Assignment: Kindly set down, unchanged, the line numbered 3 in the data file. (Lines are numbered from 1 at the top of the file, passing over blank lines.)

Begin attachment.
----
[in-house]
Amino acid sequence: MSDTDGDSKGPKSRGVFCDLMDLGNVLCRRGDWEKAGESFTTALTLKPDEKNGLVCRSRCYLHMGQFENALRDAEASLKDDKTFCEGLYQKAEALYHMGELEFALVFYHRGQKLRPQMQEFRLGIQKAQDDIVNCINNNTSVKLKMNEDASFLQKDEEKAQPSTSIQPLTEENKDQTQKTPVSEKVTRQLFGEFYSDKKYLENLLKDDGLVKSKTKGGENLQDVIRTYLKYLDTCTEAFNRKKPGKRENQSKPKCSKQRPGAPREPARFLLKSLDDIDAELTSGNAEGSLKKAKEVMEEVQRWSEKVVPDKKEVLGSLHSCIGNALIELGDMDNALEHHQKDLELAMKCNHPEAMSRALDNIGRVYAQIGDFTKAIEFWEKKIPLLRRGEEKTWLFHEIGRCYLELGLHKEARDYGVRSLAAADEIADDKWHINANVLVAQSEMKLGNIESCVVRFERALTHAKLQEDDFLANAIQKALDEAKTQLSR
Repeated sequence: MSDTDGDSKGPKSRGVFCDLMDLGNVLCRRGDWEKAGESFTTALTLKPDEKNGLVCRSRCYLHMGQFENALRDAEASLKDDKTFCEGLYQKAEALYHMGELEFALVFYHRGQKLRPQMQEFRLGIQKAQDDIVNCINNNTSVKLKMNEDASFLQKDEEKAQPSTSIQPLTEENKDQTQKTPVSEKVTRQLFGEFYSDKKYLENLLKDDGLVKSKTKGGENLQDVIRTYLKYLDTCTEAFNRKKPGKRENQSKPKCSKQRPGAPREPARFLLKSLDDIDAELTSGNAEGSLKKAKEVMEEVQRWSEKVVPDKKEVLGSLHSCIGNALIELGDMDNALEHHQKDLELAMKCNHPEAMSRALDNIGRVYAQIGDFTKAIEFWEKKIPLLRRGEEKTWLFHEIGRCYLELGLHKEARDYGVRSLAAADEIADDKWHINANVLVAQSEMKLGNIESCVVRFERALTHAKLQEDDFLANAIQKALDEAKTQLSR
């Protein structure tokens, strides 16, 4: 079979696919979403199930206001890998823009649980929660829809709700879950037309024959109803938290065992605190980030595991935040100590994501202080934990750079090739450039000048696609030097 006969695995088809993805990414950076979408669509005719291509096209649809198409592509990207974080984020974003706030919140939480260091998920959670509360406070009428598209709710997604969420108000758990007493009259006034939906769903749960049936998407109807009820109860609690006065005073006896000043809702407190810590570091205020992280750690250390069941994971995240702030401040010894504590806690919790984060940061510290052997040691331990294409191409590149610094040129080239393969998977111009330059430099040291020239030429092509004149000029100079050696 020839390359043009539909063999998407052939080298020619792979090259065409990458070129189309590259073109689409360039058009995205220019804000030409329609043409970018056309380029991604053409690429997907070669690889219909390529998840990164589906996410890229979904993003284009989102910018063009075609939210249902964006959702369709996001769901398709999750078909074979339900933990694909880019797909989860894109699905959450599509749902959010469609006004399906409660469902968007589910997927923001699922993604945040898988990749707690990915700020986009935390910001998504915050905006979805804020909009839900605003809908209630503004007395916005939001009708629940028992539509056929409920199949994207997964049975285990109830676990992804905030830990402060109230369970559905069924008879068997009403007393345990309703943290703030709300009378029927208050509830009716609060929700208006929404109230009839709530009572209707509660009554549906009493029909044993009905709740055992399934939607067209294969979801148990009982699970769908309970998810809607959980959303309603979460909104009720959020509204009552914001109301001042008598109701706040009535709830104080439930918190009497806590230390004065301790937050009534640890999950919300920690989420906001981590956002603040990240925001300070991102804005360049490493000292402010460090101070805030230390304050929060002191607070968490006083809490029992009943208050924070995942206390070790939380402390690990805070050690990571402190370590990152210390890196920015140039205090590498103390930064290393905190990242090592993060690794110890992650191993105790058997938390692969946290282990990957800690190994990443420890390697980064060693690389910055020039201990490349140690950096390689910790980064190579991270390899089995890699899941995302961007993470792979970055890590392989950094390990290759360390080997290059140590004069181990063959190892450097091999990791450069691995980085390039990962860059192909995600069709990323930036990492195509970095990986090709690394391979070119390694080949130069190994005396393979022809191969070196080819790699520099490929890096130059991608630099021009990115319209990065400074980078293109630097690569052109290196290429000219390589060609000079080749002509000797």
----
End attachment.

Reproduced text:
Repeated sequence: MSDTDGDSKGPKSRGVFCDLMDLGNVLCRRGDWEKAGESFTTALTLKPDEKNGLVCRSRCYLHMGQFENALRDAEASLKDDKTFCEGLYQKAEALYHMGELEFALVFYHRGQKLRPQMQEFRLGIQKAQDDIVNCINNNTSVKLKMNEDASFLQKDEEKAQPSTSIQPLTEENKDQTQKTPVSEKVTRQLFGEFYSDKKYLENLLKDDGLVKSKTKGGENLQDVIRTYLKYLDTCTEAFNRKKPGKRENQSKPKCSKQRPGAPREPARFLLKSLDDIDAELTSGNAEGSLKKAKEVMEEVQRWSEKVVPDKKEVLGSLHSCIGNALIELGDMDNALEHHQKDLELAMKCNHPEAMSRALDNIGRVYAQIGDFTKAIEFWEKKIPLLRRGEEKTWLFHEIGRCYLELGLHKEARDYGVRSLAAADEIADDKWHINANVLVAQSEMKLGNIESCVVRFERALTHAKLQEDDFLANAIQKALDEAKTQLSR